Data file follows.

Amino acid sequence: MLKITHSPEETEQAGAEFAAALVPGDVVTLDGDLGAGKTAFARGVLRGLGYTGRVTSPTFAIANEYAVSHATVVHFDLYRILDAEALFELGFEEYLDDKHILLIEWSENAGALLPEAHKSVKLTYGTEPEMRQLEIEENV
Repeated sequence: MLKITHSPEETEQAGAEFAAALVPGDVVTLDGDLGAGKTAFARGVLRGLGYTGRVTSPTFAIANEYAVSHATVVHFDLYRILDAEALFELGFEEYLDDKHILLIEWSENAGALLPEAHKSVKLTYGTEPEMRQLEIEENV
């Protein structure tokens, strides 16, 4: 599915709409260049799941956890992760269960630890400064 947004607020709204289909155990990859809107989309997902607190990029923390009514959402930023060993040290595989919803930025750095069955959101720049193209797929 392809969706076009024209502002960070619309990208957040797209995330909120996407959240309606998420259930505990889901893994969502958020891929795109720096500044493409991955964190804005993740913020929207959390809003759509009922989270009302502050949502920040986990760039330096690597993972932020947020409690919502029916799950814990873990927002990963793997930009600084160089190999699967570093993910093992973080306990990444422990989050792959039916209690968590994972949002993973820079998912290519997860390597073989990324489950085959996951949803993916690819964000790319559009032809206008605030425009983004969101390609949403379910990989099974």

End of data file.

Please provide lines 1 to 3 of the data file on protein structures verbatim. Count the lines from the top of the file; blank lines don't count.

Amino acid sequence: MLKITHSPEETEQAGAEFAAALVPGDVVTLDGDLGAGKTAFARGVLRGLGYTGRVTSPTFAIANEYAVSHATVVHFDLYRILDAEALFELGFEEYLDDKHILLIEWSENAGALLPEAHKSVKLTYGTEPEMRQLEIEENV
Repeated sequence: MLKITHSPEETEQAGAEFAAALVPGDVVTLDGDLGAGKTAFARGVLRGLGYTGRVTSPTFAIANEYAVSHATVVHFDLYRILDAEALFELGFEEYLDDKHILLIEWSENAGALLPEAHKSVKLTYGTEPEMRQLEIEENV
């Protein structure tokens, strides 16, 4: 599915709409260049799941956890992760269960630890400064 947004607020709204289909155990990859809107989309997902607190990029923390009514959402930023060993040290595989919803930025750095069955959101720049193209797929 392809969706076009024209502002960070619309990208957040797209995330909120996407959240309606998420259930505990889901893994969502958020891929795109720096500044493409991955964190804005993740913020929207959390809003759509009922989270009302502050949502920040986990760039330096690597993972932020947020409690919502029916799950814990873990927002990963793997930009600084160089190999699967570093993910093992973080306990990444422990989050792959039916209690968590994972949002993973820079998912290519997860390597073989990324489950085959996951949803993916690819964000790319559009032809206008605030425009983004969101390609949403379910990989099974």